There’s what you think, and there’s what everybody else is thinking.
There’s a gap in between the two, because you don’t share the same concerns as everybody else and vice versa.
So while self-consciousness and doubt is a real beast to tame, yours is the least of everybody else’s concerns.
Mind the gap when you cross to the other side.
Getting things right and smooth sailing the very first time is unrealistic.
The more open road we can take is the one where we trip and fall over often. It’s filled with potholes, speed bumps, and signs to make you second guess your choices.
It’s not nearly as user friendly as you’d want it, but it’s the only way to go if you’re planning on tending to your practice more than once.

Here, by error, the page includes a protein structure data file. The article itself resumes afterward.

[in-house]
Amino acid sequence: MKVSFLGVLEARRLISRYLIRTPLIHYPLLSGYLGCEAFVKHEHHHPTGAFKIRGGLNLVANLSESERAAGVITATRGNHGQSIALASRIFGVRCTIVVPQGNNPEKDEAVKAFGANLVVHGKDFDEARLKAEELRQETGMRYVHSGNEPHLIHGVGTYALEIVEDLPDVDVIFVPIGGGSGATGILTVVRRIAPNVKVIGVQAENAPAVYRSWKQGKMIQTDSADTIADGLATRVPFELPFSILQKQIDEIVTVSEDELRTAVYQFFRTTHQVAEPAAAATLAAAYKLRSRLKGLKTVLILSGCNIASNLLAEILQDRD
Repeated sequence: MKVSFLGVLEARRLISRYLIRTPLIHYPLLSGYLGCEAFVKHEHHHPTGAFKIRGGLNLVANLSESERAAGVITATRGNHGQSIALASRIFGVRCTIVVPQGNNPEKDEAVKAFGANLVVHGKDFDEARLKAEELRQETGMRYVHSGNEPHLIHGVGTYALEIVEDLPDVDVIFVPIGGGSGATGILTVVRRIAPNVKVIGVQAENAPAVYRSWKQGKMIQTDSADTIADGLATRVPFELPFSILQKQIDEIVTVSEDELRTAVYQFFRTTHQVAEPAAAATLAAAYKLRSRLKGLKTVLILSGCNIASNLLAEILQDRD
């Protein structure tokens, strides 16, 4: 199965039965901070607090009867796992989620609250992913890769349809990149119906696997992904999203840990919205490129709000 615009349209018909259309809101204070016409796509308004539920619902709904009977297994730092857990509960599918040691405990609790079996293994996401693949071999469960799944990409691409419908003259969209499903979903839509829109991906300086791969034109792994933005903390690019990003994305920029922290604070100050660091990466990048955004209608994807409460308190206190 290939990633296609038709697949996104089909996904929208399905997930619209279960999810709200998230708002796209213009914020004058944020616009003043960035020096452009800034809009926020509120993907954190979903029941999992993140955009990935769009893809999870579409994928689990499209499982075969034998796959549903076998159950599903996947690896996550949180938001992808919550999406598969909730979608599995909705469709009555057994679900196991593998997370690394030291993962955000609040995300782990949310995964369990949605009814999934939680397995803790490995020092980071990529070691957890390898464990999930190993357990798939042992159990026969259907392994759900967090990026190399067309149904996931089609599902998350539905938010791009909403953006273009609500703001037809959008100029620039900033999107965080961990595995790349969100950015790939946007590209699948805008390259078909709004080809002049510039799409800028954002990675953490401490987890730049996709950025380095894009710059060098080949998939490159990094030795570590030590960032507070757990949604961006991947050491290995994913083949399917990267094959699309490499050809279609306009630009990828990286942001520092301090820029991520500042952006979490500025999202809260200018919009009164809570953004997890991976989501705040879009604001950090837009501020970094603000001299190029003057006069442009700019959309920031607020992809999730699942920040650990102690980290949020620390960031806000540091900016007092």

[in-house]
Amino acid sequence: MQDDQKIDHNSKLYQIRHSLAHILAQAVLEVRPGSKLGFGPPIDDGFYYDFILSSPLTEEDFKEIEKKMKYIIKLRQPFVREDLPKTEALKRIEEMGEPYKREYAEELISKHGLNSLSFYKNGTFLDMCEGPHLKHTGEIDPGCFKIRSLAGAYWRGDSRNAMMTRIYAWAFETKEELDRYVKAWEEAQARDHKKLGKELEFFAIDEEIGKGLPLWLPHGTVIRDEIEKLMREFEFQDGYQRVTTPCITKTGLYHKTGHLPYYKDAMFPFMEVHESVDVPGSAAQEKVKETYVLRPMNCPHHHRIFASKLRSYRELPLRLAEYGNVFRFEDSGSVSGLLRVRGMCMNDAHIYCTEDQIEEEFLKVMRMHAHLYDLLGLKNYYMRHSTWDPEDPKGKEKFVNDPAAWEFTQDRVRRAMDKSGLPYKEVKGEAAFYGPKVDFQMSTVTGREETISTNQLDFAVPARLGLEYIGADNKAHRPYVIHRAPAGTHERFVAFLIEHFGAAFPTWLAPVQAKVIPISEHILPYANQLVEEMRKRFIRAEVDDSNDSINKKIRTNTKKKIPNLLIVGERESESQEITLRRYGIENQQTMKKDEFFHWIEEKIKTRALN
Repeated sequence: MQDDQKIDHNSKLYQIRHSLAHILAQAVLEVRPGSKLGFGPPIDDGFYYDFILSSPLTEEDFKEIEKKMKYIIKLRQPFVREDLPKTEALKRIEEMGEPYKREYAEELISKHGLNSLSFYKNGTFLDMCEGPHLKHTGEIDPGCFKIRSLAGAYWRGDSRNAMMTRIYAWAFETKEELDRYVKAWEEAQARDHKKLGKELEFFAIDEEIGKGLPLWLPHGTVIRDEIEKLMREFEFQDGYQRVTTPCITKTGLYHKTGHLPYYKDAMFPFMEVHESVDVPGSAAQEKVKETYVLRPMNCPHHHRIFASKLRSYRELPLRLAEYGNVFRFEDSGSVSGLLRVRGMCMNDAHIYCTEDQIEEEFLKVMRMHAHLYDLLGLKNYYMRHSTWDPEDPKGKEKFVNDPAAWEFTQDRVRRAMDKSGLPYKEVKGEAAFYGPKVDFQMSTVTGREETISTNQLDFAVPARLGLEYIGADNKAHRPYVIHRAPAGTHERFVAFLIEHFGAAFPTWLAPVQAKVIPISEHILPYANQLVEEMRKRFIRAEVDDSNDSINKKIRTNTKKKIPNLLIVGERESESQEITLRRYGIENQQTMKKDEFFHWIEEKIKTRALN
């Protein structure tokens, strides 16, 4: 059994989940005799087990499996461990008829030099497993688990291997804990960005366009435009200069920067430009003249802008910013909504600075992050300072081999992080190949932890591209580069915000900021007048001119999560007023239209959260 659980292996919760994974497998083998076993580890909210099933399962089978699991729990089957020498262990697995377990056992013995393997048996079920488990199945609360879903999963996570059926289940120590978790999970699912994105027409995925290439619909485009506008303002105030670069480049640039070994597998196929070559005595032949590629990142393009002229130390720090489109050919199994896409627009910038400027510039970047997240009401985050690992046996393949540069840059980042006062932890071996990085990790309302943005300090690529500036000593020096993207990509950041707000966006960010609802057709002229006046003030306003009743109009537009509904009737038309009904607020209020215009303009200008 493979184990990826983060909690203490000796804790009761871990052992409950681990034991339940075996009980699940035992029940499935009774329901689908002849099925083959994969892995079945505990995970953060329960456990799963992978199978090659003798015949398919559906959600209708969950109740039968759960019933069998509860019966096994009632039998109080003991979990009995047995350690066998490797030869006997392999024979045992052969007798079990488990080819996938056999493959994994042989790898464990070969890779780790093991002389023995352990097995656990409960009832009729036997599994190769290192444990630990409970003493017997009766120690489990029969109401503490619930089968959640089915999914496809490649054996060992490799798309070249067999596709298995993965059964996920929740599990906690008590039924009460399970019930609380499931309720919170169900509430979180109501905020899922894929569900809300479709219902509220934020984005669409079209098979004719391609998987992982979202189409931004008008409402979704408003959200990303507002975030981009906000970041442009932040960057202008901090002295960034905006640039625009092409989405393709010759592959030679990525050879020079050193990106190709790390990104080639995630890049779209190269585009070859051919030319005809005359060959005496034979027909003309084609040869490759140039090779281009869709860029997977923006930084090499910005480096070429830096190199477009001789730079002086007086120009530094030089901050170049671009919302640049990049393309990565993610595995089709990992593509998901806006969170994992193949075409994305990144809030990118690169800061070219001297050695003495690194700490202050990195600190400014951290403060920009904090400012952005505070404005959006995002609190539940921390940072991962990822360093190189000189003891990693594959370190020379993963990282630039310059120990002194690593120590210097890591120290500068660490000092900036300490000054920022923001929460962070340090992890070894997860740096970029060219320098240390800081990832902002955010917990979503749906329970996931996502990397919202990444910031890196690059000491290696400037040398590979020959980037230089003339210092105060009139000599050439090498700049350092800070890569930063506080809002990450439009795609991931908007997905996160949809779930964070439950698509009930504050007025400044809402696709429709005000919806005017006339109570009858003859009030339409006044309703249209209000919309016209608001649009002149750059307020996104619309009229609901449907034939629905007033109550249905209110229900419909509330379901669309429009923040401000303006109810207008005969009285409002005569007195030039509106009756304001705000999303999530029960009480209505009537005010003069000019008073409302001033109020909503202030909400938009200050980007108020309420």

Systems aren’t designed fairly for everybody. One system most of us know well is the school system.
It isn’t fair that some people are born with a great memory that allows them to ace any knowledge-based test with minimal prep time.
It isn’t fair that the course material gets taught to a class in an auditory way, where a fair portion of those students will learn better and faster in tactile ways.
It isn’t fair that students with hidden learning disabilities are put up to the same processes as everybody else.
It isn’t fair that those attending college from a lower income bracket will face more adversity during their school years than others.
And the list goes on.
“It’s just how it is” shows a voice who doesn’t want to bother changing the roots of the system because it’s infamously difficult to nudge a tangled mess forward.
Instead, “How might we” is a voice of possibility and change, even under the sturdiest of wicked, longstanding systems.
We risk the potential for stronger, more resilient communities by ignoring our weaknesses. And so we have to constantly seek and mend uneven patches in our systems so that we can include everybody.